said, that he would avail himself of the present opportunity to bring under the consideration of the House a question to which he had often adverted in the course of the present Session. The House would recollect that at an early period of the present Session, he had called for a return of the number of offices created under Acts of Parliament which had been passed, and under various commissions which had been issued, during the last Session. The delays which had occurred in making up that return, prevented him from laving before the House a complete picture of what had taken place, but he would endeavour to give the House an outline of the extent to which the creation of offices had been carried. It was necessary, by Act of Parliament, that Government should make to Parliament, every year, a statement of the increase or diminution of the amount of salaries in the several public offices, and that statement included, of course, the number of offices that had been increased or diminished in the same time. If the House should be governed by the paper which had been that year laid upon the Table, and if they should suppose it to present a real statement of the increase or diminution of offices, they would be much and grossly deceived. For it would appear from that paper, that in the year 1833 there had been an increase of 128 new offices, and a diminution of 221 old ones, leaving a balance of ninety-three in favour of the diminution of offices. But the facts of the case were very different. He would confine himself at present to the year 1833, because that was a year of which the returns were partially before the House, and to which it was only necessary that he should refer at present. It appeared that during the year 1833, nine commissions had issued, and ten acts had been passed, under which various appointments had been made. There were also other appointments, of which no returns had been made, because the time for making them had not yet arrived. Of those appointment he should take no notice, but should found his argument entirely upon the documents now on the Table. The official paper, containing a return of the increase and diminution of offices, presented, as he had already told the House, a diminution of 221 old offices, and an increase of 128 new ones. But when he looked at certain returns, which had been subsequently made, he discovered that instead of a balance of ninety-three offices in favour of reduction, as there would be, supposing that the increase had been 128, and the reduction 221, there was a balance of 332 in favour of the augmentation of patronage, as there had been 553 new offices created, and only 221 reduced. Let the House consider the effect of this in point of expense. From the official paper it appeared, that there had been a diminution of 30,000l. during the year, in the amount of salaries; but when the House looked at the whole state of the case, as it appeared upon other public returns, it would be found that, instead of any diminution, there was an actual augmentation of salaries to the amount of 85,000l. during the year, for the whole amount of salaries of the offices created in the year, was 115,000l. He would read to the House a brief abstract of the offices which had been created, 425 of which he found by the returns were not enumerated in the official paper. In this number of offices, there was one,—and he believed there was another, that held by Mr. Macaulay, but of which no return had been made. In the number of offices created, he said there was, besides that held by Mr. Macaulay, one of 6,000l. a year. Of offices of 3,000l. a-year and under 6,000l. there was also one; of offices of 2,000l. and under 3,000l. one; of offices of 1,000l. and under 2,000l. thirty-two; of offices of 800l. and under 1,000l. seven; of offices of 600l. and under 800l. four; of offices of 400l. and under 600l. eight; of offices of 200l. and under 400l. 141; of offices of 200l. and under—230; making the total of offices created, 425. This, be it observed, was in one year, and the expense of salaries was 115,000l. That expense resulting from new arrangements, was an object to which the consideration of the House might be fairly called; and it was for that reason that he had moved for these returns, being convinced that if the House were determined to pursue a career of economy, it ought to look not only to the salaries which were paid out of the funds over which it had control, but also to the salaries of offices created and paid out of funds over which it had no control. The Members of the present Government maintained that they conducted the affairs of the State with less regard to patronage, than the Members of any Government which had preceded them. He would not enter into any discussion whether that statement were true or not; but this he would say, that if any Government had been anxious to create offices for the sake of increasing its patronage, it could not have adopted a better course to accomplish that object than that which was developed in the measures of the present Ministers, for they carefully proclaimed the offices which they abolished, whilst they concealed the offices which they created so carefully, that without ferreting into every hole and corner, it was impossible to come to the knowledge of them. If patronage were the object of a government, then this mode of accomplishing it was among the best that could be devised, for classes of offices were created to suit the taste of every class of customers. Here were offices under 200l. a year for the lower classes; here were offices under 400l. a year for the middling classes; here were also other offices for persons of higher rank, who could return service of equal value for the patronage which they received from Government. Among the persons whom it must be the desire of every Government to conciliate were those connected with the legal profession. They were a class of persons whom it was important for Government to conciliate—they were well educated—they had the power of explaining and diffusing their opinions—they were in the custom of advocating causes of all descriptions, though he would not say that they were in the habit of advocating bad causes, and making the worse appear the better reason, and that therefore they must be particularly useful to the present Government. They were generally men of character; they lived among the best classes, and, from their avocations in life, had an influence over all classes. Now, how many barristers did the House imagine was included in this return? He had made a memorandum of the number, but had mislaid it. He was sure, however, that he was under the mark when he said that there were 105 barristers included in it. He knew that it would be answered to him that many of these commissions created offices of great importance, and that it was necessary that they should be created to forward the interests of the public service. Be it so. Let the House look then at the mode in which these appointments were made, and let it see whether they were made to facilitate the public service, or whether there were not grounds to support the charge which he now preferred against his Majesty's Government. He would not detain the House by going into details regarding all the offices contained in the return. He would take one or two as a sample of the whole. In the course of last Session, Parliament voted a million to be distributed among the clergy of the Church of Ireland, in order to enable them to support themselves until a definite arrangement was made respecting tithes. The sum granted by Parliament was, as he had just stated, a million. The number of parishes in Ireland was 2,500, and the number of benefices was 1,250. The applicants, then, for this fund, could not, at the most, exceed 2,500, and would, in all probability, fall short of it. In those reprobate times, which it was the fashion to call Tory times, if any member of the Government had been called upon to distribute this sum, he would have made an addition of two or three clerks to some public department to meet the pressure of the emergency, and those clerks would have been employed so long as that pressure continued, but no longer. The distribution of this money might, in the times of Toryism, have added at most a dozen clerks to the Secretary's office in Ireland. He spoke with some degree of knowledge on that subject, for he had enjoyed the honour of holding that office, and he knew, that though some assistance would have been necessary, half a dozen additional clerks would have been quite sufficient. What said the return now upon the Table? In order to give effect to the distribution of 1,000,000l. among 2,400 persons at the most, not less than 114 persons had been appointed, and a separate office had been created, under the title of "The Tithe-owners' Relief Fund Bill-office." He would not say, that his calling for this return had frightened the Irish Government, but it somehow or other happened that it went on creating two or three clerks every day up to the 10th of April, and this return of his was ordered on the 15th. What would the House think, when it found that out of these 114 appointments, 70 of them were those of clerks? He knew that in the Secretary's office, with the duties of which he was acquainted, there was great labour to be performed. It had to conduct all the correspondence of the civil Government. It had to superintend the Reports and Proceedings of the Police, and it thus required a great number of hands. He found, however, that all the business of that office was conducted by eighteen clerks. In the office of Secretary of War, which controlled all the expense of all our regiments in Great Britain, Ireland, and every other part of the world, there were not more than thirty clerks. The Secretary of State for the Home Department, with a small number of clerks, conducted all the internal affairs of the country. And yet, under a government which disclaimed all patronage, twice as many clerks were required to distribute a million among 2,500 persons, as were employed in the Home-office in England, in the Secretary's-office in Ireland, and in the office of the Secretary at War. So much for the clerks. He next came to the barristers, who had been appointed to assist the assisting barristers; and how stood the case here? In Ireland, there were thirty-two assistant-barristers,—and the present Government had appointed forty more to assist them—a man a-piece one would have thought sufficient, but the Government had appointed forty. It might however be said, that in making this comparison, there were no clear grounds on which to form your estimate. He begged pardon—there were such grounds. In the last Session of Parliament a sum of 20,000,000l. was granted as compensation to the West-Indian proprietors, and was to be distributed among them. Now, to distribute that sum over all our Colonial possessions in all parts of the world, the number of appointments, as stated in this paper, only amounted to sixty, and yet 114 persons were required to distribute 1,000,000l. in Ireland. He could not understand how the noble Lord opposite, controlling as he did the expenses of all the departments in the State, could give his sanction to such a proceeding. He had no doubt, that his right hon. friend opposite would admit that he had been guilty of "a great indiscretion" in permitting it; and though there was no occasion to ask his right hon. friend what Cabinet Minister assisted him in "that great indiscretion," he thought that there was sufficient occasion for him to ask his right hon. friend how he intended to justify it. He knew that the House was anxious to go into the Com- mittee to discuss the Budget. He thought, however, that this subject was worthy the attention of the House, and he knew no occasion when an explanation of it could be more satisfactorily obtained than the present. The House ought to exercise ten-fold vigilance with regard to the patronage over which it had no direct control; and if it found that the confidence reposed in the Government by Acts of Parliament was abused, it had a right to demand explanation.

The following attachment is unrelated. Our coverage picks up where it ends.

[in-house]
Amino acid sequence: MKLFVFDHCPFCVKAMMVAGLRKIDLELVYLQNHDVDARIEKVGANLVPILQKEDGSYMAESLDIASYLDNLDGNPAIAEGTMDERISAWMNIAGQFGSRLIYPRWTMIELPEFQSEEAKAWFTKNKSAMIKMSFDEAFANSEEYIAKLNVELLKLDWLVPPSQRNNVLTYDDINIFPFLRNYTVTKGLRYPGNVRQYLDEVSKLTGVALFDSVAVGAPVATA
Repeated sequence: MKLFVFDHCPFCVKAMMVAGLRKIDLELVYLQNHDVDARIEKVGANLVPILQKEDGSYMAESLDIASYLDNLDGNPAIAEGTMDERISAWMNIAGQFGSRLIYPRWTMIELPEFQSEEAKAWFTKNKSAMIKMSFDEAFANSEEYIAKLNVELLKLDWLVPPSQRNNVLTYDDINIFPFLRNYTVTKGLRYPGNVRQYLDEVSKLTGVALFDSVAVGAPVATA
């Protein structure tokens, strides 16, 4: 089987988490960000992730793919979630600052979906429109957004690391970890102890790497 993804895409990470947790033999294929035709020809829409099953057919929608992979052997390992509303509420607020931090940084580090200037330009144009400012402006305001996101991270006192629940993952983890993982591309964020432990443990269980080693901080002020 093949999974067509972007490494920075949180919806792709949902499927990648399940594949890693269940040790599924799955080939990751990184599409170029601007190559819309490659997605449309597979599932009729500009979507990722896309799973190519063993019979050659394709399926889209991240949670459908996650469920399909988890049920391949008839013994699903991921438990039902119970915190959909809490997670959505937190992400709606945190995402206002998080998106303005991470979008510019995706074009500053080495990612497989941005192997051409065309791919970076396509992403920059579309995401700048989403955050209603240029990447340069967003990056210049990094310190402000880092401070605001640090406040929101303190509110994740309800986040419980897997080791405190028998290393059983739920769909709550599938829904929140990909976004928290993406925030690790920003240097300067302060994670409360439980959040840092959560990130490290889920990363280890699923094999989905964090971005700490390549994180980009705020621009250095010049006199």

Mr. Littleton